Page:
Hollywood getting tough on China’s ticketing fraud and ordering an audit of the Chinese box office might anger some local players who have been reaping rewards from the country’s cinema boom. But the greater scrutiny will only benefit the Chinese film industry in the long run, some insiders in China say.
The Motion Picture Association of America’s decision to audit Chinese box-office results for selected Hollywood titles doesn’t just defend Hollywood’s interests, according to China analysts. If China aims to take over as the world’s leading film market and production center, then cleaning up the box office is a must.
The announcement of the audit late last month made headlines in the West, coming just ahead of the renegotiation of agreements between Hollywood and China, including Hollywood’s current 25% share of local gross box-office receipts for their imported titles.
But the news did not come as such a shock to many in China, where box-office irregularities have long been an issue of concern for local players. Some who have been unwillingly swept up in box-office fraud cheer Hollywood’s audit.
“It’s quite common these days for even Chinese companies to [speak] out for improvements in the box-office takings report system,” said Chinese film producer Peter Tsi.
In China it was not unusual, for example, to buy tickets to one film but end up with tickets to another, a practice known as “box-office theft” in Chinese. According to a report in China’s Mtime, industry insiders speculate that as much as 10% of 2015’s total box office of $6.5 billion was “stolen.”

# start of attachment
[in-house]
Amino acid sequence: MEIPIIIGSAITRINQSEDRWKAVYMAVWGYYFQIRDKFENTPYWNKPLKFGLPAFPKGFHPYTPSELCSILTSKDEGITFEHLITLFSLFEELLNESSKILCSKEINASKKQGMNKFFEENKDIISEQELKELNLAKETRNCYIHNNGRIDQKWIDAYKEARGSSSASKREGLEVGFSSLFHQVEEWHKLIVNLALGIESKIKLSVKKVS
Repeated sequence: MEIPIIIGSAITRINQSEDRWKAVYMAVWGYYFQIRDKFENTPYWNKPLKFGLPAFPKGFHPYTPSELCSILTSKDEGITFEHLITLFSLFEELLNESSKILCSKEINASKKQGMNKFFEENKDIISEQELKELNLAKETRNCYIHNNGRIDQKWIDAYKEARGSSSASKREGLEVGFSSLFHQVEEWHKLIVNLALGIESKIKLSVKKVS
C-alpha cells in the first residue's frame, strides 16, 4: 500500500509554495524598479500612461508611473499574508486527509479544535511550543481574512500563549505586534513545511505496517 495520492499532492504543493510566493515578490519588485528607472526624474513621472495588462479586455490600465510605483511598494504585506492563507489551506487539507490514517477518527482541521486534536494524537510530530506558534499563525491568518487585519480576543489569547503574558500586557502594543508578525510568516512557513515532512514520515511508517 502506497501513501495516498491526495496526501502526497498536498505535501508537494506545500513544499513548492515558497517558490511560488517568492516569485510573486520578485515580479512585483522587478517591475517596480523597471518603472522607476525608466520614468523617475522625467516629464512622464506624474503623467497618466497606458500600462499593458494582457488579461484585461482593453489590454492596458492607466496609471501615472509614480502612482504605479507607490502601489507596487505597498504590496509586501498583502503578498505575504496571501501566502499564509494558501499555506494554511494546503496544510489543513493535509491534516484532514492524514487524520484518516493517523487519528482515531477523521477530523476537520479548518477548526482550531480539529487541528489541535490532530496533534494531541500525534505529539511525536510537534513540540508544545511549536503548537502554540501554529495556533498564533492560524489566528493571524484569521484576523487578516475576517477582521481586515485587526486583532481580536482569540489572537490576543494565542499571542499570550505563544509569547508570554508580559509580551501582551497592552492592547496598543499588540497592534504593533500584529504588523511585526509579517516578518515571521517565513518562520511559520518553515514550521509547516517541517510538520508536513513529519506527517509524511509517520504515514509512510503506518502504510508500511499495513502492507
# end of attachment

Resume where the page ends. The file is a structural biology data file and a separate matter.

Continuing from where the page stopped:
Chinese media regulators reportedly decided in a meeting in January 2016 that they needed to fix the problem of box-office theft.
The MPAA is now following suit.
“The MPAA audit was a reaction to a slew of news articles out around a year ago questioning the accuracy of the box-office figures released by the government,” said Richard Huang, an analyst at Nomura.
The Chinese box office has enjoyed dramatic growth since 2003, rising from RMB 900 million ($133 million) to RMB 10 billion ($1.5 billion) in 2010, according to China’s Ent Group. After that, it took only three years for the figure to double to RMB 20 billion ($2.9 billion). By 2015, China’s box office totaled RMB 44 billion ($6.5 billion).
But the stunning growth came along with fraud. In March 2016, Beijing Max Screen, distributor of Chinese action blockbuster “Ip Man 3,” was suspended from releasing films for one month for inflating box-office figures by more than $8.6 million. Last November, a new law against box-office fraud was approved. In March this year, more than 300 cinemas were punished for cheating on their numbers.
The significant slowdown in box-office growth in 2016 and 2017 partly reflect this government crackdown. Receipts in 2016 only saw a 3.7% rise to RMB 46 billion RMB ($6.8 billion). In the first half of this year, box office totaled RMB 27 billion RMB ($3.9 billion), which is up 11% year-on-year.
“The authorities have already cracked down on various schemes in inflating box-office figures, which is part of the reason why the box-office numbers took a dive in the second half of 2016,” Huang said. “The [MPAA] audit is unlikely to have any major impact on the box-office numbers now.”
Despite the fact that China now has more than 45,000 screens, overtaking North America as world No. 1, and its market is the world’s No. 2, box-office fraud and weak domestic productions hinder the country’s ambition to become the global leader. Local films accounted for only 38.5% box-office revenue in the first half of this year; Hollywood titles pulled in almost all the rest, which makes the MPAA audit even more timely.
“It’s only fair for Hollywood, the films of which have accounted for an [increasingly] big portion of the China box office, to demand a reliable system,” Tsi said, adding: “At the end of the day, it’s good for the whole industry.”